Meyer revealed reform plans to the NS this month
Media Secretary Tessa Jowell warned editors this week the Government would continue to back the Press Complaints Committee, but it must command public confidence.
She pledged her conditional support for self-regulation as chairman Sir Christopher Meyer faced a grilling from MPs over his plan to reform the PCC.
Meyer, Alastair Campbell’s predecessor at Downing Street when John Major was Prime Minister, was summoned to give evidence to Gerald Kaufman’s Commons select committee, inquiring into media intrusion.
The committee had already taken evidence from PCC director Guy Black and had started considering its report, which is expected to be published at the end of the month.
Meyer received his invitation to give evidence after outlining his eight-point plan for reform of the commission. His proposals, unveiled to the Newspaper Society annual lunch, includes the appointment of a “charter commissioner” to review the PCC’s handling of complaints.
Jowell told MPs at media questions that she had already met Meyer to discuss his ideas. “He has made clear his open-mindedness on the case for reform and his wish to canvass opinion on that and other suggested areas of improvement.”
Labour MP Clive Soley told Jowell the PCC would continue to fail to inspire public confidence until it changed the committee, which writes its code, so that it no longer was made up of 100 per cent newspaper employees.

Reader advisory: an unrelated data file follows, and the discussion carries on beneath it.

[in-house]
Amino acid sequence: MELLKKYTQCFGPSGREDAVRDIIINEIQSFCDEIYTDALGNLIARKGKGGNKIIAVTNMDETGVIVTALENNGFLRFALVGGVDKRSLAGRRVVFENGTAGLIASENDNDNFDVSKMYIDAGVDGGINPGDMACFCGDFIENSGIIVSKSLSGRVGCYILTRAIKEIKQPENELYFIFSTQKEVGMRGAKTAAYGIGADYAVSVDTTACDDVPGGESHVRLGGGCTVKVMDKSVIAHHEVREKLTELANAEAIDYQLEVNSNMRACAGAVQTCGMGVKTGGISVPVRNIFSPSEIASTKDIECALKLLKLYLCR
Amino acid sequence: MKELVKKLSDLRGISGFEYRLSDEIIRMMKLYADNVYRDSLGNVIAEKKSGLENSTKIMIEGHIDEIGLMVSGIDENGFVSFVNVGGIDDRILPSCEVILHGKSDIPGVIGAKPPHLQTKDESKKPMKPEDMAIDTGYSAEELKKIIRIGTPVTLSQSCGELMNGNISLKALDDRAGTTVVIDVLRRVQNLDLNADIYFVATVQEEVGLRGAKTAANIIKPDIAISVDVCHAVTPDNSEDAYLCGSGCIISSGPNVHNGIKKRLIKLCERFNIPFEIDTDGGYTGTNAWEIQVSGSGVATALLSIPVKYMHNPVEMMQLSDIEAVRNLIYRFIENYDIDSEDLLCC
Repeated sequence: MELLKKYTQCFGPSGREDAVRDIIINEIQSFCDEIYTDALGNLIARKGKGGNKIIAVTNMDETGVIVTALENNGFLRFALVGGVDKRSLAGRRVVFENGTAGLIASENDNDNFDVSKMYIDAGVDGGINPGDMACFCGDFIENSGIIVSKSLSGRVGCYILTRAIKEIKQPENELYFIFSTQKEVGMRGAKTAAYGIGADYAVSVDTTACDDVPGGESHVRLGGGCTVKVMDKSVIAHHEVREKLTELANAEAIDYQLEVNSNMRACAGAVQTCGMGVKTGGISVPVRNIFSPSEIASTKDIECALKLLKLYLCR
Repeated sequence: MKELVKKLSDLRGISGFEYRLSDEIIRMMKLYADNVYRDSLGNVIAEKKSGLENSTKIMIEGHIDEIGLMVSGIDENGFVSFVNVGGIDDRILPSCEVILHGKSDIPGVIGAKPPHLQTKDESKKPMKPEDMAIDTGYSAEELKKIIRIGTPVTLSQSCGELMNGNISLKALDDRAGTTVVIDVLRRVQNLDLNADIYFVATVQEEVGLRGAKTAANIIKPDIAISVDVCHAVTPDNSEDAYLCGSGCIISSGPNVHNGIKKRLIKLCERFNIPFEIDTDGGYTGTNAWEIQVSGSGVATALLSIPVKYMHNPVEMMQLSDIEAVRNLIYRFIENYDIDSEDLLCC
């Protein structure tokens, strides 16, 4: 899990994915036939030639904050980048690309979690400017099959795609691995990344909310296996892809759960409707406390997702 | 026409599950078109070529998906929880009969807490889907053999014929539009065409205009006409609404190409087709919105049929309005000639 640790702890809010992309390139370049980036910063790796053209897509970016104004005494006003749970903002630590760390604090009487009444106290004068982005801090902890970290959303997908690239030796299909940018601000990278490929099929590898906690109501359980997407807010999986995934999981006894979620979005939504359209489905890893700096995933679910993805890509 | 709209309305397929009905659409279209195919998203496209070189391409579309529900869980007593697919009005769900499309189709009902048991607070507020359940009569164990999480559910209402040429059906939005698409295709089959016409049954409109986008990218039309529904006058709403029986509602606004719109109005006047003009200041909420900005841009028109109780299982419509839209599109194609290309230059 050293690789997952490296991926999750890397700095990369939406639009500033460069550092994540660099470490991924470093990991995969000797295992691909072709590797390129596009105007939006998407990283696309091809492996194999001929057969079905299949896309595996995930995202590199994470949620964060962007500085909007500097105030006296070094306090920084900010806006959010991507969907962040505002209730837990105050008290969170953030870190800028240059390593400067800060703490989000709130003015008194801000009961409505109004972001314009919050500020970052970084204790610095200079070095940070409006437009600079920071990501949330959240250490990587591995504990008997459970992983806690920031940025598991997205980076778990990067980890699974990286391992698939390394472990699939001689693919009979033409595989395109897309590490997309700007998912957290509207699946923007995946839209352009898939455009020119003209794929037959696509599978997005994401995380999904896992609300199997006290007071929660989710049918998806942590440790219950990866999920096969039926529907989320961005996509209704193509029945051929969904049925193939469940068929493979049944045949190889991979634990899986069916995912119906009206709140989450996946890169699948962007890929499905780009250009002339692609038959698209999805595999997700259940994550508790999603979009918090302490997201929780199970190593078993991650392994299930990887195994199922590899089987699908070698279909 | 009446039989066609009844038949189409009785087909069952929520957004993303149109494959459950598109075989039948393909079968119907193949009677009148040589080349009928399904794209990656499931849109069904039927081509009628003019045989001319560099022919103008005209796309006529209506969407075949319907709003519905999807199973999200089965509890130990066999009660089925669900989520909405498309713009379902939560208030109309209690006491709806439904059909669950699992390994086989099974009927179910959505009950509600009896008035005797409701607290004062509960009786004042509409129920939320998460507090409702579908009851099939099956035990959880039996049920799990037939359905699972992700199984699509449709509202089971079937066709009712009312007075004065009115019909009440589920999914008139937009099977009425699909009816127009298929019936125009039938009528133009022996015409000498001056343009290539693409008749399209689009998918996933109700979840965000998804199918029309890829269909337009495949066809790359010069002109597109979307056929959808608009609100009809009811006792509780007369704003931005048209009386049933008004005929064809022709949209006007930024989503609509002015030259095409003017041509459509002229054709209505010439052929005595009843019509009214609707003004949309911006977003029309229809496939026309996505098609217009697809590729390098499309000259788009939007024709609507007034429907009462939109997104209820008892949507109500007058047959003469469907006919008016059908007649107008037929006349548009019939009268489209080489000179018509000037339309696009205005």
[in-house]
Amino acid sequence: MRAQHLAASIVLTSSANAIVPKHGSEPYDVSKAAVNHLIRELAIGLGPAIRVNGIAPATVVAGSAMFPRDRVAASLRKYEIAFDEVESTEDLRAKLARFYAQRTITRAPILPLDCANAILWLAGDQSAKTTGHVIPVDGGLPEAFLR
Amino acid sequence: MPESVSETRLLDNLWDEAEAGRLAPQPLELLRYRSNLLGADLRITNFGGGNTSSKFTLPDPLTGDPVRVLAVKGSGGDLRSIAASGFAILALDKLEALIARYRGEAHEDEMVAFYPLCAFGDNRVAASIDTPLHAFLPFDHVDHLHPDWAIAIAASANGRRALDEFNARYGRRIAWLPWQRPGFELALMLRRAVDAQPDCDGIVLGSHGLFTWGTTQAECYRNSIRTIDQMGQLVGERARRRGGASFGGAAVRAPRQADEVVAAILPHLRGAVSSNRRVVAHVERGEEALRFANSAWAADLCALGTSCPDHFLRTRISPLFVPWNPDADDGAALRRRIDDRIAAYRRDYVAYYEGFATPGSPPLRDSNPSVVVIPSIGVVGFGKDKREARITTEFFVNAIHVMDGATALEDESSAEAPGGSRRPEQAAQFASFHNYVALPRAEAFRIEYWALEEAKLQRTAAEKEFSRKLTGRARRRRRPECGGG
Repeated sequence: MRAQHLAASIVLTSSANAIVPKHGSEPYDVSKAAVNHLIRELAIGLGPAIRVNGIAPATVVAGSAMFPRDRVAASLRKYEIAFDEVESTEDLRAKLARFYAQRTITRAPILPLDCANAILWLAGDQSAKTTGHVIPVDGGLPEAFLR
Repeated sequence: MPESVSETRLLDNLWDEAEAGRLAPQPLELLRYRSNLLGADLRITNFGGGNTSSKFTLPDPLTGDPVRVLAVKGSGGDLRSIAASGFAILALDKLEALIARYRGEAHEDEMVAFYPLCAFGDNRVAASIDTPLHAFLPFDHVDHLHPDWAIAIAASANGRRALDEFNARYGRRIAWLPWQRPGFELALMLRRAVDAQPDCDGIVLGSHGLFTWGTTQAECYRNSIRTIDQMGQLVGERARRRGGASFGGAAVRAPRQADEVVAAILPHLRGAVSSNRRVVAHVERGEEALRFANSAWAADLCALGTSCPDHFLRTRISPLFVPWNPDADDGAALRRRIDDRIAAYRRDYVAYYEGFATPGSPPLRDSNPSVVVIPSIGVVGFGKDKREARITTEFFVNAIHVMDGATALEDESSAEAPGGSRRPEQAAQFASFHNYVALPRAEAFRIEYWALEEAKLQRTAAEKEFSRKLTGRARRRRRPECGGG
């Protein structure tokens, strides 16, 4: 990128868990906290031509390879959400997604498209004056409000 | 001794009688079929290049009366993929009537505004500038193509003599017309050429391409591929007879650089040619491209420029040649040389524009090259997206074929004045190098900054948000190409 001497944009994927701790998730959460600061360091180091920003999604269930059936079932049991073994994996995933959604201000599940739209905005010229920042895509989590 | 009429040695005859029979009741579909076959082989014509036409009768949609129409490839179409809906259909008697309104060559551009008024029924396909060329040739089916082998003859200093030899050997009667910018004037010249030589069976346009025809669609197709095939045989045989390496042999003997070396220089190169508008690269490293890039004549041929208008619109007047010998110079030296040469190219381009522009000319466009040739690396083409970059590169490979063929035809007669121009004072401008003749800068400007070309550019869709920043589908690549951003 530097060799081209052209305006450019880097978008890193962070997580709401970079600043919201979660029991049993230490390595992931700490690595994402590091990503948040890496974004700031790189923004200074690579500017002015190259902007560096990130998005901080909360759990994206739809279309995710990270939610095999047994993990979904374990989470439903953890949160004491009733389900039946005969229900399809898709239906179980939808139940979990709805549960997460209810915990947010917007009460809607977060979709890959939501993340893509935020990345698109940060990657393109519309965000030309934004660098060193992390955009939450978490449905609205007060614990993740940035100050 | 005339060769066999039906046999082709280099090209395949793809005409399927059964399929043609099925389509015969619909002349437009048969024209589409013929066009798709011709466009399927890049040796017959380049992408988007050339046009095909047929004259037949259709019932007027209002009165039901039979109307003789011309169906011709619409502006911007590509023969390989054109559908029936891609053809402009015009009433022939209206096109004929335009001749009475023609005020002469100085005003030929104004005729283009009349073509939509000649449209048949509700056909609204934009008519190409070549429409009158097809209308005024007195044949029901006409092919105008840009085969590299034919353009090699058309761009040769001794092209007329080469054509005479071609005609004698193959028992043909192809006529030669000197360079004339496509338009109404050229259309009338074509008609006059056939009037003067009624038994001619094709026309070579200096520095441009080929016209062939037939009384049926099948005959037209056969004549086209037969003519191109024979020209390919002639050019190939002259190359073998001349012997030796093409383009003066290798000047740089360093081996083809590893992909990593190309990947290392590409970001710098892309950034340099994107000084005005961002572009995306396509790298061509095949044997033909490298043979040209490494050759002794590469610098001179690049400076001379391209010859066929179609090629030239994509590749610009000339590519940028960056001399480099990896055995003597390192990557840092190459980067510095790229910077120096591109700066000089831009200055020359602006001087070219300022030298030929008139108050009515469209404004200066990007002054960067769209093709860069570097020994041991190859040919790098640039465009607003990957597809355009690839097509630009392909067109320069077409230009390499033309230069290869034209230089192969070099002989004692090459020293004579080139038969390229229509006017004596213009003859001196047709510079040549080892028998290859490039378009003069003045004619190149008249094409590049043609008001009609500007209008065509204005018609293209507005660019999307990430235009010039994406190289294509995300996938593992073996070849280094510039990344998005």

He said the PCC should also develop a proactive stance so that members of the public had confidence that what they read in news columns had “at least some accuracy and some impartiality, with creative literature being kept to the comment columns”.
Jowell told him: “The Government has no intention of seeking to interfere with self-regulation of the press. That is a matter for the press. But in parallel with that is the importance of public confidence and trust in self-regulation.”
She noted that Meyer took both points seriously.
The inquiry has already opened up a division between, in one camp Guardian editor Alan Rusbridger and The Independent’s Simon Kelner, and in the other the Daily Mail’s Paul Dacre, the Daily Mirror’s Piers Morgan, The Sun’s Rebekah Wade and Andy Coulson of the News of the World.
While the tabloids back the PCC’s present handling of complaints, the broadsheet editors have called for an ombudsman, perhaps accountable to new media regulator Ofcom, to hear appeals against the PCC’s decisions.
Meyer’s reforms were seen as an attempt to head off moves in Parliament to bring the PCC under Ofcom.
Liberal Democrat peer Lord McNally has already said he will introduce an amendment to the communications bill to force a vote, in the expectation that the select committee will call for further reforms and an independent appeals procedure to review PCC rulings.
By David Rose